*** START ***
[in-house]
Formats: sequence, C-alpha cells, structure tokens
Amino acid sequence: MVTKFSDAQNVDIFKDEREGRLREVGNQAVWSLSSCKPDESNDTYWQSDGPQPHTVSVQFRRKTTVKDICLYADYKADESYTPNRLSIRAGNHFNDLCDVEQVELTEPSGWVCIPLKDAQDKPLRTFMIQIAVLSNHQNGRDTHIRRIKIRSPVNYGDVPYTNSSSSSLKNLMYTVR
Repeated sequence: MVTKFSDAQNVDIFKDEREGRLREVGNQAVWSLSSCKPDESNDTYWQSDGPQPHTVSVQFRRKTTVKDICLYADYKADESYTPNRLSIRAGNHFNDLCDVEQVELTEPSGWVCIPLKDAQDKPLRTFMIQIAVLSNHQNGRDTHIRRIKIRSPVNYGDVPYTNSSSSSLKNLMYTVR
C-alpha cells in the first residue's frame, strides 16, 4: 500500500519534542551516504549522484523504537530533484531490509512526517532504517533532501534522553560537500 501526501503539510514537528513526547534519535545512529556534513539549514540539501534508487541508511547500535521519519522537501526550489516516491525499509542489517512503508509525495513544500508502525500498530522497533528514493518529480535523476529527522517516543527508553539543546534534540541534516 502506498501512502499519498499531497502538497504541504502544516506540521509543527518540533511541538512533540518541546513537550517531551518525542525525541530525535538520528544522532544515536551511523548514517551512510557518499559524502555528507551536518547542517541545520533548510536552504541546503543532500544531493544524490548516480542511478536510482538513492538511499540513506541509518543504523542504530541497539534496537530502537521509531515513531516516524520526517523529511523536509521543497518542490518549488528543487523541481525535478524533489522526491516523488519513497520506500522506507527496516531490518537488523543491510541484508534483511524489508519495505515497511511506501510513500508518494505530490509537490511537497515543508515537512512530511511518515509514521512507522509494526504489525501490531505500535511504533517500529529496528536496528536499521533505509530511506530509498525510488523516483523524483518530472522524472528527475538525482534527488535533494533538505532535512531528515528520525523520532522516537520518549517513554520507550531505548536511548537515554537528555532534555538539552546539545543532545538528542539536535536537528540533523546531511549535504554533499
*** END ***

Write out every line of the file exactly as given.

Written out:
[in-house]
Formats: sequence, C-alpha cells, structure tokens
Amino acid sequence: MVTKFSDAQNVDIFKDEREGRLREVGNQAVWSLSSCKPDESNDTYWQSDGPQPHTVSVQFRRKTTVKDICLYADYKADESYTPNRLSIRAGNHFNDLCDVEQVELTEPSGWVCIPLKDAQDKPLRTFMIQIAVLSNHQNGRDTHIRRIKIRSPVNYGDVPYTNSSSSSLKNLMYTVR
Repeated sequence: MVTKFSDAQNVDIFKDEREGRLREVGNQAVWSLSSCKPDESNDTYWQSDGPQPHTVSVQFRRKTTVKDICLYADYKADESYTPNRLSIRAGNHFNDLCDVEQVELTEPSGWVCIPLKDAQDKPLRTFMIQIAVLSNHQNGRDTHIRRIKIRSPVNYGDVPYTNSSSSSLKNLMYTVR
C-alpha cells in the first residue's frame, strides 16, 4: 500500500519534542551516504549522484523504537530533484531490509512526517532504517533532501534522553560537500 501526501503539510514537528513526547534519535545512529556534513539549514540539501534508487541508511547500535521519519522537501526550489516516491525499509542489517512503508509525495513544500508502525500498530522497533528514493518529480535523476529527522517516543527508553539543546534534540541534516 502506498501512502499519498499531497502538497504541504502544516506540521509543527518540533511541538512533540518541546513537550517531551518525542525525541530525535538520528544522532544515536551511523548514517551512510557518499559524502555528507551536518547542517541545520533548510536552504541546503543532500544531493544524490548516480542511478536510482538513492538511499540513506541509518543504523542504530541497539534496537530502537521509531515513531516516524520526517523529511523536509521543497518542490518549488528543487523541481525535478524533489522526491516523488519513497520506500522506507527496516531490518537488523543491510541484508534483511524489508519495505515497511511506501510513500508518494505530490509537490511537497515543508515537512512530511511518515509514521512507522509494526504489525501490531505500535511504533517500529529496528536496528536499521533505509530511506530509498525510488523516483523524483518530472522524472528527475538525482534527488535533494533538505532535512531528515528520525523520532522516537520518549517513554520507550531505548536511548537515554537528555532534555538539552546539545543532545538528542539536535536537528540533523546531511549535504554533499